In order to qualify, we must engage a “green report” which lays out what steps a borrower can take to reduce electric and water consumption by at least 15% each. (This is a higher hurdle from 2018, where the borrower only had to reduce consumption of water OR electric by 30%). A lot of the water consumption reductions can come from low flow toilets and new shower heads, whereas most energy reduction is coming from LED lighting and ‘smart thermostats’. We are even exploring solar options on newer student housing deals that may already have the LED lighting. The cost of the panels is coming down every year and if you have sufficient roof space on your building, it’s worth looking into.
SL: Has there been an uptick in troubled student loans/special servicing/foreclosures etc.?
WB: There has been an uptick in the percentage of watch list loans that are coming from student housing deals vs conventional loans, which is partly due to supply issues in some markets. The agencies have not made any major changes in their underwriting parameters, but it’s certainly something to keep an eye on in the event the percentage of watch list loans continues to increase (“watch list” means the debt service coverage (DSC) of the borrower has fallen significantly below where it was underwritten).
SL: What are your thoughts for the remainder of 2019?
WB: Given that the 10 year is currently hovering around 2.0% and a borrower can get 75% LTV debt with 5 years i/o at just over 4%, I suspect financing activity for the rest of the year will be strong. Despite the average student housing cap rate in 2018 being around 5.75%, it wouldn’t surprise me to see that move down a bit this year based on how cheap debt is at the moment. As always, we will be watching lease ups very closely in August & September to make sure demand is keeping up with supply in all the markets we are involved with.
SL: Is there anything else that you want to convey to the market?
WB: While student housing was certainly considered a ‘niche’ product when I got into it in 2004, it is most assuredly not niche anymore. There are major sovereign wealth funds, private equity players and massive domestic funds who have invested heavily in the space. While there has been a lot of supply over the past 5-10 years, for the most part, markets have absorbed the supply and the properties have continued to exhibit strong rent growth due to increasing enrollment trends.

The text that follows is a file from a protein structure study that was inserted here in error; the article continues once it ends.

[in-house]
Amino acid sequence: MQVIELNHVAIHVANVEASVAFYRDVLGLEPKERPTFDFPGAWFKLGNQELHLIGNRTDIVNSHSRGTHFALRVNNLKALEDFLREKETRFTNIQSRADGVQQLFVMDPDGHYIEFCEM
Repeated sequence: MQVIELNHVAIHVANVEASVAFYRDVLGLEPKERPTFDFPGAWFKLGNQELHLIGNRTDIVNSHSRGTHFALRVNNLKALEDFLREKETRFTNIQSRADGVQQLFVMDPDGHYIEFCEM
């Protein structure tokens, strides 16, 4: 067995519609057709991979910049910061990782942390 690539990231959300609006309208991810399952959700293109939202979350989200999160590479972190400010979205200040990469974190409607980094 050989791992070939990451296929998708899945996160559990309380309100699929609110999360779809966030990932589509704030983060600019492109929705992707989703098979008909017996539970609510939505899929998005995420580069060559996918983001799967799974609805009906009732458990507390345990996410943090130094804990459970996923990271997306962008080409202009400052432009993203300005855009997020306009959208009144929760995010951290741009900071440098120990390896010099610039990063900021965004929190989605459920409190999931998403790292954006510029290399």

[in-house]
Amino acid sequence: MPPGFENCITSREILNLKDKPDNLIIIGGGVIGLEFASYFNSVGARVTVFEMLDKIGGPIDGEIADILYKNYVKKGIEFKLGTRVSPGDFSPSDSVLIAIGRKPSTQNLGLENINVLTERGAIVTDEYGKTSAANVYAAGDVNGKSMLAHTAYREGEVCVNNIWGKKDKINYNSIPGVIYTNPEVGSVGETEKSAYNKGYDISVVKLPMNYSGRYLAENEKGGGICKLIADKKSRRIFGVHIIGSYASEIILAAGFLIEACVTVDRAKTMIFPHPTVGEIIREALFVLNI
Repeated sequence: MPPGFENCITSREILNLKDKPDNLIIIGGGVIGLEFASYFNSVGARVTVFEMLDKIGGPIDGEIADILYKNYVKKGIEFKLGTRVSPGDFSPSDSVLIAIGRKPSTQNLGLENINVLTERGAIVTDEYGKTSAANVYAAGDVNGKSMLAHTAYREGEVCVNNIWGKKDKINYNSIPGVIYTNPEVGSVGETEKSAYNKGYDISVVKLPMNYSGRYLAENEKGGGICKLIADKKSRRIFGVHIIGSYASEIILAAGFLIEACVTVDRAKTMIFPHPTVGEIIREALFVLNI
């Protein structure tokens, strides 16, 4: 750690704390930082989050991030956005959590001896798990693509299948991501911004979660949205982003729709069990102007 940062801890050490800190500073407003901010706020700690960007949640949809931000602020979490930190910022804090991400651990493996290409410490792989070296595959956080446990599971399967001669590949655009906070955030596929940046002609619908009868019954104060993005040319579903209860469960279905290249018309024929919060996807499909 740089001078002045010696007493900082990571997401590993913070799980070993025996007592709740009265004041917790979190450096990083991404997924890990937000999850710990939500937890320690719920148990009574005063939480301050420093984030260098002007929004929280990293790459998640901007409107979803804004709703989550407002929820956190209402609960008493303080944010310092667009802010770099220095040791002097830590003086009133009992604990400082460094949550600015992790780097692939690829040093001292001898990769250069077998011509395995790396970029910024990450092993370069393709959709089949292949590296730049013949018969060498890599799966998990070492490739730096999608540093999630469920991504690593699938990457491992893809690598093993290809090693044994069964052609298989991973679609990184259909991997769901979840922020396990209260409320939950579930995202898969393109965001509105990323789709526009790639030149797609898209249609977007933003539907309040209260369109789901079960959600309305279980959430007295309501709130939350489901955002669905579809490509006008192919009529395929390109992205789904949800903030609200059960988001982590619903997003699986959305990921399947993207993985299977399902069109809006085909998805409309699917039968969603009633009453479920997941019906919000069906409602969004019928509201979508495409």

I am encouraged that many of the student housing properties we work on qualify for the agency green financing programs and I am hopeful that solar will be a bigger part of this industry as renewable energy prices continue to decline.
There are some staggering statistics out there about the extraordinarily high percentage (over 45%) of students in major institutions that are food insecure (limited or uncertain access to food) because of their high cost of living. While the lack of adequate affordable housing in conventional multi family is pretty widely known, not many people are aware of the affordability crisis hitting the student housing market as well. I am hopeful the agencies can figure out a way to incorporate student housing into their existing affordable housing programs, so long as a borrower agrees to set aside a certain percentage of beds to lower income students/households (as determined by area median income).
With over 17 years of experience in multifamily finance, Will Baker, managing director, is responsible for multifamily loan originations with a focus on student housing properties and manufactured housing communities throughout the country. Mr. Baker also focuses on conventional multifamily loan originations through Fannie Mae, Freddie Mac, Bridge, CMBS and HUD executions. Throughout his career, Mr. Baker has originated over $9.0 billion in Agency financing throughout the United States, including over $4.0 billion from 2016-2018.
Mr. Baker earned a bachelor’s degree in economics from the Williams School of Commerce, Economics, and Politics at Washington & Lee University in 2001. He is involved with the Monday Morning Quarterback Club and Kiwanis Club in Birmingham. He and his wife Susannah live in Birmingham, Alabama with their son Wilson and two daughters, Eliza & Annie.